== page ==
While producing countries like China, Ecuador, India and Vietnam might dominate the vannamei sector in volume terms, the emerging producers featured in this session will have plenty of inspiring insights to share – related to their routes to market, their sustainability credentials and their socio-economic roles.
“If you look from an importer’s perspective it’s sometimes a really good thing to have other options than just the biggest suppliers. And there are quite a few relatively big producers out there that we often forget – in countries like Venezuela, Brazil, Mexico, the Philippines, Sri Lanka, Malaysia. And while the countries might not produce huge volumes, there are pretty big producers in them, which often account for the lion’s share of exports,” notes Willem van der Pijl, co-founder and MD of the forum.
“Moreover these farms are often fully vertically integrated, with farms, processing and often feed production too. Or they work in close partnerships with feed producers – importing and distributing feed for the rest of the country. That’s what makes them most interesting – not only are they forward-thinking companies but they are also platforms for growth for the whole industry in their countries. They are not only producing PL and feed for their own farms, but they also enable other farms to produce, to grow and to access the markets,” he adds.
“It’s important to diversify for buyers and to not to put all their eggs in one basket. We want to open up their perspective of what else is out there, beyond the big countries and the big producers. We also want to discuss how these countries can compete without access to the same infrastructure. What’s their advantage, what’s their USP, what are they focusing on to get their shrimp to the market?” adds Barbara Janker, marketing and communications director of the ASC, who will be chairing the session.
Latin America is set to feature prominently. Venezuela is one of the countries that van der Pijl is particularly excited about.
“Venezuela’s is growing even faster than Ecuador at the moment in relative terms. Two companies are driving the growth – Lamar and Confirmarca. And the economic situation, the dollar exchange and affordable labour means that Venezuela can compete with Asian companies for peeled products, so the impact is rising, both in terms of volumes and in terms of peeled and value-added products. It will be interesting to follow this trend,” explains van der Pijl.
Meanwhile Tim O’Reilly, MD of Taprobane Seafood Group, will also be speaking about the rise of vannamei farming in Sri Lanka and the role that his company is playing.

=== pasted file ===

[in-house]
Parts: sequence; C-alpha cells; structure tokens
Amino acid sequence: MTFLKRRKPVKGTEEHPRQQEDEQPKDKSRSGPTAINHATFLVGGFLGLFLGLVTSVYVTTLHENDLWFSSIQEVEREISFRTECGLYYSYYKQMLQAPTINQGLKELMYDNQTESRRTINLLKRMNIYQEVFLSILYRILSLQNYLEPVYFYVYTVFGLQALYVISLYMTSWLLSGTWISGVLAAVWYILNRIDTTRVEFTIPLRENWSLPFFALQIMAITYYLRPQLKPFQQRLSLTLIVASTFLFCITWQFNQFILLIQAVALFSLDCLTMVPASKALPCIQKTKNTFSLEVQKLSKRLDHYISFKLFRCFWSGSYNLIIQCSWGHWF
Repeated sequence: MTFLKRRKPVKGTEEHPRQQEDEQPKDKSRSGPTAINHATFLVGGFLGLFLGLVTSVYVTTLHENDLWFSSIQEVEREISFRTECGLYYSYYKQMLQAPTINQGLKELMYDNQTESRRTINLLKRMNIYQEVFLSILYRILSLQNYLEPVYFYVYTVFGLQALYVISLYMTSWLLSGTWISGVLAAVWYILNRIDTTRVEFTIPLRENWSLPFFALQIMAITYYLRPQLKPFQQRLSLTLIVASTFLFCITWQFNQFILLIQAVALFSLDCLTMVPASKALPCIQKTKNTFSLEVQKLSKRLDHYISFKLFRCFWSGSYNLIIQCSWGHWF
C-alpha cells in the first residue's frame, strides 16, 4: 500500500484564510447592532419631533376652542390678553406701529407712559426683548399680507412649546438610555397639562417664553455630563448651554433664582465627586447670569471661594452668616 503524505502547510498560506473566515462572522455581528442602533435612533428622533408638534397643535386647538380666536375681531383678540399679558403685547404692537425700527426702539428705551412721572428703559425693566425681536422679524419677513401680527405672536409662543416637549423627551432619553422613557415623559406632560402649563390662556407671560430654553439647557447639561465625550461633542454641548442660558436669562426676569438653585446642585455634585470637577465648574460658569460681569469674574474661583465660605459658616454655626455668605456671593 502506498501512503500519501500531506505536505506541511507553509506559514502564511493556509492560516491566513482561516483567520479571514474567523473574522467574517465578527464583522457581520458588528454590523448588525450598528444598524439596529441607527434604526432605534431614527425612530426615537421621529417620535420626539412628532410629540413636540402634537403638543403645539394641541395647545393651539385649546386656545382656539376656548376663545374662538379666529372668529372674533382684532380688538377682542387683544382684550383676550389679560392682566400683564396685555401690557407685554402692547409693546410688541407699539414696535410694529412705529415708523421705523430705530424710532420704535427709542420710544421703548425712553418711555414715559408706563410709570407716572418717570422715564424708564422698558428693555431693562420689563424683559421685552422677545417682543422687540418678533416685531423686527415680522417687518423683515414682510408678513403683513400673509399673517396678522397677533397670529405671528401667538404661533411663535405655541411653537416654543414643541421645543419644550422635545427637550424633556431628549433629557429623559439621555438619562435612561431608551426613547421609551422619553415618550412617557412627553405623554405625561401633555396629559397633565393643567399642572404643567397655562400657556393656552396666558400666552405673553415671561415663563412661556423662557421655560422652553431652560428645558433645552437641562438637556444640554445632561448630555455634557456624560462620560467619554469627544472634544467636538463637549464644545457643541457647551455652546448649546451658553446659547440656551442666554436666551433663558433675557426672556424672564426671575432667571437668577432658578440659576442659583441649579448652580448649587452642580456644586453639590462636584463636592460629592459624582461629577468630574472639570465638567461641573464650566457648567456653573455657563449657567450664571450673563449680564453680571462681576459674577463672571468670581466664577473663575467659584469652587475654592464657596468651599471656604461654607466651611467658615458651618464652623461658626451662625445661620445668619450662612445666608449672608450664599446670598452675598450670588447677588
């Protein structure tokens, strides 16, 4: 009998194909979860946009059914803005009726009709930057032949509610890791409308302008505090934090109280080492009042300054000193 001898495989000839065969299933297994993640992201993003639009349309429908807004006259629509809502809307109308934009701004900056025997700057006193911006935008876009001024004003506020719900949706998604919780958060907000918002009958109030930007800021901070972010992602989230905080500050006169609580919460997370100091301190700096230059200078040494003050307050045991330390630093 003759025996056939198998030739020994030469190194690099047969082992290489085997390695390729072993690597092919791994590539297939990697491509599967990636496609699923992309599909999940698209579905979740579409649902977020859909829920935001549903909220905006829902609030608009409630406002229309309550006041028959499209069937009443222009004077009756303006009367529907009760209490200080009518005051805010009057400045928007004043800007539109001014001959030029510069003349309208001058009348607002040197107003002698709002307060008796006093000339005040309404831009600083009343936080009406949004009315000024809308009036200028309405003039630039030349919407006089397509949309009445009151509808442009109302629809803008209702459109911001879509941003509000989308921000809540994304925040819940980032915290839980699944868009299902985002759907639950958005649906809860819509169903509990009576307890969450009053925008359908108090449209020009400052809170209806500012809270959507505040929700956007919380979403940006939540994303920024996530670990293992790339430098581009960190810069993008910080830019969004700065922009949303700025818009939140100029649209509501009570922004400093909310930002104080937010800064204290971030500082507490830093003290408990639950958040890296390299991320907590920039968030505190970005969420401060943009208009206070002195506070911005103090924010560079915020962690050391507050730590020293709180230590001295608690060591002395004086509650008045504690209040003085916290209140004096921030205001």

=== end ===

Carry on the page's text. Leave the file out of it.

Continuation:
“Sri Lanka is on a rapid transition from monodon to vannamei, driven by Taprobane – which is partly owned by one of the owners of Thai Union. It’s fully vertically integrated. It’s the only company importing broodstock into the country, it’s the only company with a feed distribution network,” notes van der Pijl.
“The outlook for Sri Lanka is to grow production from 20,000 tonnes in 2020 to 50,000 tonnes in 2023. Taprobane are responsible for 80-90 percent of the growth – as well as expanding their own farms, hatcheries and processing, they are also investing in smaller producers, giving them access to quality inputs, to markets and to low interest loans. In my perspective it’s the perfect example of the socially and environmentally responsible business which has a huge influence both through its direct impact and its indirect impact on the country,” he adds.
“These companies can provide really good leverage, as they work as a platform for the whole country and work with smallholder farmers too, which is very interesting from an ASC perspective and from a social responsibility perspective. They can act as catalyst,” adds Janker.
The rise of indoor shrimp production
The second part of the session will concentrate on RAS and biofloc producers and representatives of both Sun Shrimp – the largest shrimp producer in the US – and Noray Seafood, which produces vannamei in Spain, are set to feature.
“It’s a new and upcoming sector within the vannamei industry. It’s super interesting and valuable – both from a perspective of the availability of products and from a sustainability perspective,” notes van der Pijl.
“RAS and biofloc might be a niche at the moment, but more consumers want to know where their food comes from and have shown that they are willing to pay a bit more to source it from closer to home. There is a lot of potential in these RAS farms. While a lot have failed over the years, they have learned a lot. We want to explore where we are in this whole development, what makes a successful project, and – potentially – what they can learn from traditional producers and vice-versa – what sort of cross-fertilisation can be had,” adds Janker.
She is also keen to cover the sustainability factors – both positive and negative – related to these indoor farms.
“They could be very sustainable, but they have different impacts from traditional shrimp farms. That’s why ASC has launched a specific module for RAS farms, looking at impacts like energy consumption and waste and water disposal,” Janker notes.
Presentations are set to include an overview of the RAS production landscape and how specific projects are doing; and an investor’s perspective from Aurore Gill of ADM Capital, looking at the market for fresh shrimp.
“These systems are going to grow in number and scale and this is why it’s such an important topic for the conference. The whole aim of this seminar is to enrich all of us on the actual status and outlook of the RAS shrimp sector,” van der Pijl concludes.
The new and upcoming vannamei producers session will take place from 13:30 to 16:30 on 8 September, day two of the Global Shrimp Forum.